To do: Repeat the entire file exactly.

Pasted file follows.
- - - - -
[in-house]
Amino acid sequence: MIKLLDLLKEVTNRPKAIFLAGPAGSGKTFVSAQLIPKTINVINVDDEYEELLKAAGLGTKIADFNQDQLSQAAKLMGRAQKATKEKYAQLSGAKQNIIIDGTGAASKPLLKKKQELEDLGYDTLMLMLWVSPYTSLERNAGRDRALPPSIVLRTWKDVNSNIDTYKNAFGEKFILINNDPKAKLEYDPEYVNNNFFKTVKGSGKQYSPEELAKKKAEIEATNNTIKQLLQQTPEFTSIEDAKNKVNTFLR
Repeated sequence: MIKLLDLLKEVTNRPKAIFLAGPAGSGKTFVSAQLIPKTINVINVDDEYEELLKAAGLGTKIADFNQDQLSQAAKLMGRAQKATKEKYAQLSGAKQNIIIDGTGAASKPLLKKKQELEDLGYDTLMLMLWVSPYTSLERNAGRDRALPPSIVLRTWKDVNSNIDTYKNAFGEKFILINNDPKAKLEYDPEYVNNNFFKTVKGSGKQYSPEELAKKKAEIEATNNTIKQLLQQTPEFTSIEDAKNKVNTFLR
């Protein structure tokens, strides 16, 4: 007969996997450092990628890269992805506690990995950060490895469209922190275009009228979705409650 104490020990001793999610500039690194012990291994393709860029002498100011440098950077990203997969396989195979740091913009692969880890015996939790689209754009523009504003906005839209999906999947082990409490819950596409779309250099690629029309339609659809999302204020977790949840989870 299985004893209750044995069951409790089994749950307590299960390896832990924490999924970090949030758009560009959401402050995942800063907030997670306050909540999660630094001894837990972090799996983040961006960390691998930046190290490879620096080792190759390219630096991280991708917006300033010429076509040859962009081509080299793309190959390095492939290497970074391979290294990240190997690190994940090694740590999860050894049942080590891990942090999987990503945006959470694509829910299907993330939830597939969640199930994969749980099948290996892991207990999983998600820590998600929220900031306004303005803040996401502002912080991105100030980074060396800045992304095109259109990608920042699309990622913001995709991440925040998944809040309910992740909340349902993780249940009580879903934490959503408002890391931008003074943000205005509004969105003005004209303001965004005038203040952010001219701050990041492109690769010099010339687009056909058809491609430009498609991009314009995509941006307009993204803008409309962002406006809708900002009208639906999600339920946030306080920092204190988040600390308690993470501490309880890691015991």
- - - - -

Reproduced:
[in-house]
Amino acid sequence: MIKLLDLLKEVTNRPKAIFLAGPAGSGKTFVSAQLIPKTINVINVDDEYEELLKAAGLGTKIADFNQDQLSQAAKLMGRAQKATKEKYAQLSGAKQNIIIDGTGAASKPLLKKKQELEDLGYDTLMLMLWVSPYTSLERNAGRDRALPPSIVLRTWKDVNSNIDTYKNAFGEKFILINNDPKAKLEYDPEYVNNNFFKTVKGSGKQYSPEELAKKKAEIEATNNTIKQLLQQTPEFTSIEDAKNKVNTFLR
Repeated sequence: MIKLLDLLKEVTNRPKAIFLAGPAGSGKTFVSAQLIPKTINVINVDDEYEELLKAAGLGTKIADFNQDQLSQAAKLMGRAQKATKEKYAQLSGAKQNIIIDGTGAASKPLLKKKQELEDLGYDTLMLMLWVSPYTSLERNAGRDRALPPSIVLRTWKDVNSNIDTYKNAFGEKFILINNDPKAKLEYDPEYVNNNFFKTVKGSGKQYSPEELAKKKAEIEATNNTIKQLLQQTPEFTSIEDAKNKVNTFLR
């Protein structure tokens, strides 16, 4: 007969996997450092990628890269992805506690990995950060490895469209922190275009009228979705409650 104490020990001793999610500039690194012990291994393709860029002498100011440098950077990203997969396989195979740091913009692969880890015996939790689209754009523009504003906005839209999906999947082990409490819950596409779309250099690629029309339609659809999302204020977790949840989870 299985004893209750044995069951409790089994749950307590299960390896832990924490999924970090949030758009560009959401402050995942800063907030997670306050909540999660630094001894837990972090799996983040961006960390691998930046190290490879620096080792190759390219630096991280991708917006300033010429076509040859962009081509080299793309190959390095492939290497970074391979290294990240190997690190994940090694740590999860050894049942080590891990942090999987990503945006959470694509829910299907993330939830597939969640199930994969749980099948290996892991207990999983998600820590998600929220900031306004303005803040996401502002912080991105100030980074060396800045992304095109259109990608920042699309990622913001995709991440925040998944809040309910992740909340349902993780249940009580879903934490959503408002890391931008003074943000205005509004969105003005004209303001965004005038203040952010001219701050990041492109690769010099010339687009056909058809491609430009498609991009314009995509941006307009993204803008409309962002406006809708900002009208639906999600339920946030306080920092204190988040600390308690993470501490309880890691015991």